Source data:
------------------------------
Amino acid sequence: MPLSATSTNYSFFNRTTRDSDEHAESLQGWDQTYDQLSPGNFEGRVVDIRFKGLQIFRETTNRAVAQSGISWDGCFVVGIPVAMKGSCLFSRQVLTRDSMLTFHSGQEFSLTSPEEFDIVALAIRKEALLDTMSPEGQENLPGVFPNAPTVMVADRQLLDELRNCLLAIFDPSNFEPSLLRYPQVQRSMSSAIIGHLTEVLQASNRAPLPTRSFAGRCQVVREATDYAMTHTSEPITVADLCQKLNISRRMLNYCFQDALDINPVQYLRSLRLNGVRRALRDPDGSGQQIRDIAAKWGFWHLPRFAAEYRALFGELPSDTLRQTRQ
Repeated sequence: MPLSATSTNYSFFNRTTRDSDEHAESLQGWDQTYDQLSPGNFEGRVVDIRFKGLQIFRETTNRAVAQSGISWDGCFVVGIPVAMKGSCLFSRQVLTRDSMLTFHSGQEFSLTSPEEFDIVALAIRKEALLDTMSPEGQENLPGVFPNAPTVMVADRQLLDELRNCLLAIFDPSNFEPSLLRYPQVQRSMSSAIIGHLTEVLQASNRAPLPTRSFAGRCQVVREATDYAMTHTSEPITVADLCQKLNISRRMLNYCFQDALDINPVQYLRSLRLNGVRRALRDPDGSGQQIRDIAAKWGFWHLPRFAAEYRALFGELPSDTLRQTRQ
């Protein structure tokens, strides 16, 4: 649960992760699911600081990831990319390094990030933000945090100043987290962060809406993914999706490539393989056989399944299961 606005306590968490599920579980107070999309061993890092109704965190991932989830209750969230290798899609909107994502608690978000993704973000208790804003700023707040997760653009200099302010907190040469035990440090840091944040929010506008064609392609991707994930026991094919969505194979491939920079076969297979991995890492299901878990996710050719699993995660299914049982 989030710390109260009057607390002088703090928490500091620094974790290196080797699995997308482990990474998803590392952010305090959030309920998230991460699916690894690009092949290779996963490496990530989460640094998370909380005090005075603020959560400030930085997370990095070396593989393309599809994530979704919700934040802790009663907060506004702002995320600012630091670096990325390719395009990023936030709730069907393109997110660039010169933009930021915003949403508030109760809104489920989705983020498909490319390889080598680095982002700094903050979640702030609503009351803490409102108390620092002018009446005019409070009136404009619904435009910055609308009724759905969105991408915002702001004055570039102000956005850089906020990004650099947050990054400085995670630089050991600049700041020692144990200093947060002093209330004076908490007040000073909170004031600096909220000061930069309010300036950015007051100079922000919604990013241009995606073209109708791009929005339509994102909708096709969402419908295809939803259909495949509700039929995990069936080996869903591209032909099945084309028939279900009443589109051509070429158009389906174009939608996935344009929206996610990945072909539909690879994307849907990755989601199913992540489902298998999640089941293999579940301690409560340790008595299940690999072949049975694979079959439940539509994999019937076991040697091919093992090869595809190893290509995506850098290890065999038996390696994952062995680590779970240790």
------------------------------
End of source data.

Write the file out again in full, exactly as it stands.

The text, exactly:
Amino acid sequence: MPLSATSTNYSFFNRTTRDSDEHAESLQGWDQTYDQLSPGNFEGRVVDIRFKGLQIFRETTNRAVAQSGISWDGCFVVGIPVAMKGSCLFSRQVLTRDSMLTFHSGQEFSLTSPEEFDIVALAIRKEALLDTMSPEGQENLPGVFPNAPTVMVADRQLLDELRNCLLAIFDPSNFEPSLLRYPQVQRSMSSAIIGHLTEVLQASNRAPLPTRSFAGRCQVVREATDYAMTHTSEPITVADLCQKLNISRRMLNYCFQDALDINPVQYLRSLRLNGVRRALRDPDGSGQQIRDIAAKWGFWHLPRFAAEYRALFGELPSDTLRQTRQ
Repeated sequence: MPLSATSTNYSFFNRTTRDSDEHAESLQGWDQTYDQLSPGNFEGRVVDIRFKGLQIFRETTNRAVAQSGISWDGCFVVGIPVAMKGSCLFSRQVLTRDSMLTFHSGQEFSLTSPEEFDIVALAIRKEALLDTMSPEGQENLPGVFPNAPTVMVADRQLLDELRNCLLAIFDPSNFEPSLLRYPQVQRSMSSAIIGHLTEVLQASNRAPLPTRSFAGRCQVVREATDYAMTHTSEPITVADLCQKLNISRRMLNYCFQDALDINPVQYLRSLRLNGVRRALRDPDGSGQQIRDIAAKWGFWHLPRFAAEYRALFGELPSDTLRQTRQ
């Protein structure tokens, strides 16, 4: 649960992760699911600081990831990319390094990030933000945090100043987290962060809406993914999706490539393989056989399944299961 606005306590968490599920579980107070999309061993890092109704965190991932989830209750969230290798899609909107994502608690978000993704973000208790804003700023707040997760653009200099302010907190040469035990440090840091944040929010506008064609392609991707994930026991094919969505194979491939920079076969297979991995890492299901878990996710050719699993995660299914049982 989030710390109260009057607390002088703090928490500091620094974790290196080797699995997308482990990474998803590392952010305090959030309920998230991460699916690894690009092949290779996963490496990530989460640094998370909380005090005075603020959560400030930085997370990095070396593989393309599809994530979704919700934040802790009663907060506004702002995320600012630091670096990325390719395009990023936030709730069907393109997110660039010169933009930021915003949403508030109760809104489920989705983020498909490319390889080598680095982002700094903050979640702030609503009351803490409102108390620092002018009446005019409070009136404009619904435009910055609308009724759905969105991408915002702001004055570039102000956005850089906020990004650099947050990054400085995670630089050991600049700041020692144990200093947060002093209330004076908490007040000073909170004031600096909220000061930069309010300036950015007051100079922000919604990013241009995606073209109708791009929005339509994102909708096709969402419908295809939803259909495949509700039929995990069936080996869903591209032909099945084309028939279900009443589109051509070429158009389906174009939608996935344009929206996610990945072909539909690879994307849907990755989601199913992540489902298998999640089941293999579940301690409560340790008595299940690999072949049975694979079959439940539509994999019937076991040697091919093992090869595809190893290509995506850098290890065999038996390696994952062995680590779970240790």